A graphic novel uses illustrations to tell a plot, just like a typical comic book. Although some graphic novels are intended purely for entertaining audiences, others illustrate historic events or discuss serious issues, such as Persepolis, written by Marjane Satrapi. The 4-book series depicts her childhood to adulthood as a young girl growing up in Iran in the late 1970s and early 1980s, during the Iranian Revolution. Written as a childhood memoir, Satrapi illustrates and displays theses events in a graphic novel, which was ultimately produced into an award-winning animated movie. Throughout the study of the graphic novel and the movie-adaptation of Persepolis, there are noticeable dissimilarities. In this paper, we will discuss them. However, the main purpose of this essay is to show those differences which make the movie-adaptation more efficient in storytelling. By comparing these 2 mediums based on storytelling, the narration style, the soundtrack and the visual effects, demonstrate the effectiveness of the film.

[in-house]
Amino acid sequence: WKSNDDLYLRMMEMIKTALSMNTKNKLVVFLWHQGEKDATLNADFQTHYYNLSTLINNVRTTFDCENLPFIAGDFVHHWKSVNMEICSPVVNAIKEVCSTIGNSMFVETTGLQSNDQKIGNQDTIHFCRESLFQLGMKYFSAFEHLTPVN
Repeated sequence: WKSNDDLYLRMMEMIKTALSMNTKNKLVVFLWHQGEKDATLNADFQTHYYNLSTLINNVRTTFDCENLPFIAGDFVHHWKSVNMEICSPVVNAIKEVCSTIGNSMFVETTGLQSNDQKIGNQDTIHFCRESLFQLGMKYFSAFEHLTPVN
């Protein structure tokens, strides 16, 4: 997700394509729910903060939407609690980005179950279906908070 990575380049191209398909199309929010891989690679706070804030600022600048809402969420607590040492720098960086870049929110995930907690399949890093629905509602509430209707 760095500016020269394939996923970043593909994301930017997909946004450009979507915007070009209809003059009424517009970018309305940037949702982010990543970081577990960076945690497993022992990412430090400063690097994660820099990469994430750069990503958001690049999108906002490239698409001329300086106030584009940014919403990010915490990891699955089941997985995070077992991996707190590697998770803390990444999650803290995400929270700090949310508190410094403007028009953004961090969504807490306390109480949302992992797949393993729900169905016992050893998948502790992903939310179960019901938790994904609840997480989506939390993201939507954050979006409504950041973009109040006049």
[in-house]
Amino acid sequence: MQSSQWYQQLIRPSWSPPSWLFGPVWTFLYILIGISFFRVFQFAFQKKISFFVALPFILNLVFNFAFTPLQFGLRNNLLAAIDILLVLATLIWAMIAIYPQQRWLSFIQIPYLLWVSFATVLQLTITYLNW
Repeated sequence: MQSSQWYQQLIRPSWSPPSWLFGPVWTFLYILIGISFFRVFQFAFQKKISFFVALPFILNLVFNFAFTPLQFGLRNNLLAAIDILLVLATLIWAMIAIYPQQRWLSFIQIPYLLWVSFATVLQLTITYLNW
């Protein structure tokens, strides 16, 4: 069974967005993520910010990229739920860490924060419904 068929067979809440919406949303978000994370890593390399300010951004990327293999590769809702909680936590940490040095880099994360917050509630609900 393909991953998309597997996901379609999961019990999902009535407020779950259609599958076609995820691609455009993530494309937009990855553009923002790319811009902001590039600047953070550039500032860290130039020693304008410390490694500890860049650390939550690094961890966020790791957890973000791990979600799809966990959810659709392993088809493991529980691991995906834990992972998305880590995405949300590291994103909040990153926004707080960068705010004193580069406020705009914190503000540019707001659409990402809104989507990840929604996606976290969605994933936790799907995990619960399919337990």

There is no doubt that the narration style is drastically different in both mediums. The novel is narrated in such a way that each chapter are different vignettes of Marjane’s life and add up to a complete whole; Consequently, making it difficult for the reader to follow and have time to interpret the harsh events of the book. Moreover, the story is portrayed through the eyes of Marjane from childhood to adulthood. As a child, her view is can come across as unreliable and biased. Her point of view can be influenced by flaws such as jealousy, anger or immaturity. For instance, in the chapter “” Marjane doesn’t fully understand the situation and she alters the events to her liking. Differing from the novel, in the film, Satrapi used colour as a framing device to give structure to the story. The use of colour indicates that the scene takes place in the present, whereas the black and white ones are in the past. The switch between the 2 is used to create a contrast between the present and past. As seen in multiples scenes, such as “” the narration jumps from to the present to provide breathing room to the events. Such scenes at the airport are used as a framing device for recounting the story. Unlike the book, the story is told in a flashback form, Satrapi alters the events in a reflected and reasoned way. To conclude, the narration style of the movie-adaptation helps the storytelling.